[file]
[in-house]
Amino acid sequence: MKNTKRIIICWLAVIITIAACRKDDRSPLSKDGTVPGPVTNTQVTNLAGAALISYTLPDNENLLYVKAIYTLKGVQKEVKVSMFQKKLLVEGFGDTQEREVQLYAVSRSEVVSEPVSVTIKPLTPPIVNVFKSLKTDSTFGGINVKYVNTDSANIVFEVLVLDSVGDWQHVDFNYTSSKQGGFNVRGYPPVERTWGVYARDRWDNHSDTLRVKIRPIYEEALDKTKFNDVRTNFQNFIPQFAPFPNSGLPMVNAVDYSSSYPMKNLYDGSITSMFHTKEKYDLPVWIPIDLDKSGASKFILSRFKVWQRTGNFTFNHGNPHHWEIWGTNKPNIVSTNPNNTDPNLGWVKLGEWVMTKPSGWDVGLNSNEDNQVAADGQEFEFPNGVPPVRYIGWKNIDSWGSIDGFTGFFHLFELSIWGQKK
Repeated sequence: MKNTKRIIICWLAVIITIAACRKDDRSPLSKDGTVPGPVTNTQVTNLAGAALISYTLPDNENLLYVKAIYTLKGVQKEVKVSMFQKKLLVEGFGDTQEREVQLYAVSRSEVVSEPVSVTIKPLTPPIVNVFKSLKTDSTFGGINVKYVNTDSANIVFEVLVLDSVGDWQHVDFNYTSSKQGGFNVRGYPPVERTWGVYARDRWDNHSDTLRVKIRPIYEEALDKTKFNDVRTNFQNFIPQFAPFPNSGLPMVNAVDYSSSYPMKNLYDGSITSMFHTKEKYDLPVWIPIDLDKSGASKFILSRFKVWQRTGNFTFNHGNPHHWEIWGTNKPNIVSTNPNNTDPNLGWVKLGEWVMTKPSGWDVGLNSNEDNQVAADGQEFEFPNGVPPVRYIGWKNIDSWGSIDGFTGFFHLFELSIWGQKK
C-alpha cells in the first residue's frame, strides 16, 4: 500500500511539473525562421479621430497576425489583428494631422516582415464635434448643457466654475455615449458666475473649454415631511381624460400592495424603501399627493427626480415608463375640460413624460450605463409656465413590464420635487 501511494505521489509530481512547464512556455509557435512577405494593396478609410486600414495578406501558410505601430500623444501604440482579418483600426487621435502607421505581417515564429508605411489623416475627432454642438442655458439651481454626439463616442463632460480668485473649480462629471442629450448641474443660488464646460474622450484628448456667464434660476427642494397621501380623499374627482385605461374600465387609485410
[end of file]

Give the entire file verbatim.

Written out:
[in-house]
Amino acid sequence: MKNTKRIIICWLAVIITIAACRKDDRSPLSKDGTVPGPVTNTQVTNLAGAALISYTLPDNENLLYVKAIYTLKGVQKEVKVSMFQKKLLVEGFGDTQEREVQLYAVSRSEVVSEPVSVTIKPLTPPIVNVFKSLKTDSTFGGINVKYVNTDSANIVFEVLVLDSVGDWQHVDFNYTSSKQGGFNVRGYPPVERTWGVYARDRWDNHSDTLRVKIRPIYEEALDKTKFNDVRTNFQNFIPQFAPFPNSGLPMVNAVDYSSSYPMKNLYDGSITSMFHTKEKYDLPVWIPIDLDKSGASKFILSRFKVWQRTGNFTFNHGNPHHWEIWGTNKPNIVSTNPNNTDPNLGWVKLGEWVMTKPSGWDVGLNSNEDNQVAADGQEFEFPNGVPPVRYIGWKNIDSWGSIDGFTGFFHLFELSIWGQKK
Repeated sequence: MKNTKRIIICWLAVIITIAACRKDDRSPLSKDGTVPGPVTNTQVTNLAGAALISYTLPDNENLLYVKAIYTLKGVQKEVKVSMFQKKLLVEGFGDTQEREVQLYAVSRSEVVSEPVSVTIKPLTPPIVNVFKSLKTDSTFGGINVKYVNTDSANIVFEVLVLDSVGDWQHVDFNYTSSKQGGFNVRGYPPVERTWGVYARDRWDNHSDTLRVKIRPIYEEALDKTKFNDVRTNFQNFIPQFAPFPNSGLPMVNAVDYSSSYPMKNLYDGSITSMFHTKEKYDLPVWIPIDLDKSGASKFILSRFKVWQRTGNFTFNHGNPHHWEIWGTNKPNIVSTNPNNTDPNLGWVKLGEWVMTKPSGWDVGLNSNEDNQVAADGQEFEFPNGVPPVRYIGWKNIDSWGSIDGFTGFFHLFELSIWGQKK
C-alpha cells in the first residue's frame, strides 16, 4: 500500500511539473525562421479621430497576425489583428494631422516582415464635434448643457466654475455615449458666475473649454415631511381624460400592495424603501399627493427626480415608463375640460413624460450605463409656465413590464420635487 501511494505521489509530481512547464512556455509557435512577405494593396478609410486600414495578406501558410505601430500623444501604440482579418483600426487621435502607421505581417515564429508605411489623416475627432454642438442655458439651481454626439463616442463632460480668485473649480462629471442629450448641474443660488464646460474622450484628448456667464434660476427642494397621501380623499374627482385605461374600465387609485410